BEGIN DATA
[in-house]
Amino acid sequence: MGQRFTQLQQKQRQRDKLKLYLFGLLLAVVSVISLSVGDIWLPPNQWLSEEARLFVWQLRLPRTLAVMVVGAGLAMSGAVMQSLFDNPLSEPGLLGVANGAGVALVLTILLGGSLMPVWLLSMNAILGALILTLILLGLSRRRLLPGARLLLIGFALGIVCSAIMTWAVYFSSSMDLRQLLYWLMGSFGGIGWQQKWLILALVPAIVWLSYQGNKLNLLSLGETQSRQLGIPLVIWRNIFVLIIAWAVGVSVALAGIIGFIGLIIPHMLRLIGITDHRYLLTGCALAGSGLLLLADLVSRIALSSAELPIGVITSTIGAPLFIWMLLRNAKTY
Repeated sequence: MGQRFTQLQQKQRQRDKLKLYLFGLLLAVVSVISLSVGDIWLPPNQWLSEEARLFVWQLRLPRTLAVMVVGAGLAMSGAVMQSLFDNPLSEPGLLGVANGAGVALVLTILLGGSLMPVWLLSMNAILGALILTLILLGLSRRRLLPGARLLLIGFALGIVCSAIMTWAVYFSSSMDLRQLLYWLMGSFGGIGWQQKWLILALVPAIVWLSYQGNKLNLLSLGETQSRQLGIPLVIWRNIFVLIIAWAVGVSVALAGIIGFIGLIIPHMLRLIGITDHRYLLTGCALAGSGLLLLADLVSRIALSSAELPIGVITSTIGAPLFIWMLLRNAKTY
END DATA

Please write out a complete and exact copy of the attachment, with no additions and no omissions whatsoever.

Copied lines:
[in-house]
Amino acid sequence: MGQRFTQLQQKQRQRDKLKLYLFGLLLAVVSVISLSVGDIWLPPNQWLSEEARLFVWQLRLPRTLAVMVVGAGLAMSGAVMQSLFDNPLSEPGLLGVANGAGVALVLTILLGGSLMPVWLLSMNAILGALILTLILLGLSRRRLLPGARLLLIGFALGIVCSAIMTWAVYFSSSMDLRQLLYWLMGSFGGIGWQQKWLILALVPAIVWLSYQGNKLNLLSLGETQSRQLGIPLVIWRNIFVLIIAWAVGVSVALAGIIGFIGLIIPHMLRLIGITDHRYLLTGCALAGSGLLLLADLVSRIALSSAELPIGVITSTIGAPLFIWMLLRNAKTY
Repeated sequence: MGQRFTQLQQKQRQRDKLKLYLFGLLLAVVSVISLSVGDIWLPPNQWLSEEARLFVWQLRLPRTLAVMVVGAGLAMSGAVMQSLFDNPLSEPGLLGVANGAGVALVLTILLGGSLMPVWLLSMNAILGALILTLILLGLSRRRLLPGARLLLIGFALGIVCSAIMTWAVYFSSSMDLRQLLYWLMGSFGGIGWQQKWLILALVPAIVWLSYQGNKLNLLSLGETQSRQLGIPLVIWRNIFVLIIAWAVGVSVALAGIIGFIGLIIPHMLRLIGITDHRYLLTGCALAGSGLLLLADLVSRIALSSAELPIGVITSTIGAPLFIWMLLRNAKTY